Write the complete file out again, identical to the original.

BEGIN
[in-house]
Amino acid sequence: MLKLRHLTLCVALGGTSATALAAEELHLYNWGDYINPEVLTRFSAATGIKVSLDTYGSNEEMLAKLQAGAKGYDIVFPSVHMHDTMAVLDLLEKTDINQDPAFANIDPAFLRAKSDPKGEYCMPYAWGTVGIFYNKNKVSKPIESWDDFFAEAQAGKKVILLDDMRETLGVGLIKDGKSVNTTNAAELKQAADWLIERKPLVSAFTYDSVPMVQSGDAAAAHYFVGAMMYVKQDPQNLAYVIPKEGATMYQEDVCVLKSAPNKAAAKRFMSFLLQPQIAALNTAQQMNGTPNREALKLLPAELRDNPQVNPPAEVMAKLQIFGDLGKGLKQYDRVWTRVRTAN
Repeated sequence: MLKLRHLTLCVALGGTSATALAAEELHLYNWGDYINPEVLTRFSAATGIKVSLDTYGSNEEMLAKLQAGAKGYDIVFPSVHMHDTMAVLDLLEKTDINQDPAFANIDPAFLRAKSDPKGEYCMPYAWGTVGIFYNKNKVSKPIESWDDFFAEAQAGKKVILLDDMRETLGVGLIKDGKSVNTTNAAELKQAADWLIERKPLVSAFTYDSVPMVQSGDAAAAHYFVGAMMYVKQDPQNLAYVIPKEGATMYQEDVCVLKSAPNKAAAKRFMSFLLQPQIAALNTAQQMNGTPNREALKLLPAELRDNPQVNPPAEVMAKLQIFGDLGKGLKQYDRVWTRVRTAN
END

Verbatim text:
[in-house]
Amino acid sequence: MLKLRHLTLCVALGGTSATALAAEELHLYNWGDYINPEVLTRFSAATGIKVSLDTYGSNEEMLAKLQAGAKGYDIVFPSVHMHDTMAVLDLLEKTDINQDPAFANIDPAFLRAKSDPKGEYCMPYAWGTVGIFYNKNKVSKPIESWDDFFAEAQAGKKVILLDDMRETLGVGLIKDGKSVNTTNAAELKQAADWLIERKPLVSAFTYDSVPMVQSGDAAAAHYFVGAMMYVKQDPQNLAYVIPKEGATMYQEDVCVLKSAPNKAAAKRFMSFLLQPQIAALNTAQQMNGTPNREALKLLPAELRDNPQVNPPAEVMAKLQIFGDLGKGLKQYDRVWTRVRTAN
Repeated sequence: MLKLRHLTLCVALGGTSATALAAEELHLYNWGDYINPEVLTRFSAATGIKVSLDTYGSNEEMLAKLQAGAKGYDIVFPSVHMHDTMAVLDLLEKTDINQDPAFANIDPAFLRAKSDPKGEYCMPYAWGTVGIFYNKNKVSKPIESWDDFFAEAQAGKKVILLDDMRETLGVGLIKDGKSVNTTNAAELKQAADWLIERKPLVSAFTYDSVPMVQSGDAAAAHYFVGAMMYVKQDPQNLAYVIPKEGATMYQEDVCVLKSAPNKAAAKRFMSFLLQPQIAALNTAQQMNGTPNREALKLLPAELRDNPQVNPPAEVMAKLQIFGDLGKGLKQYDRVWTRVRTAN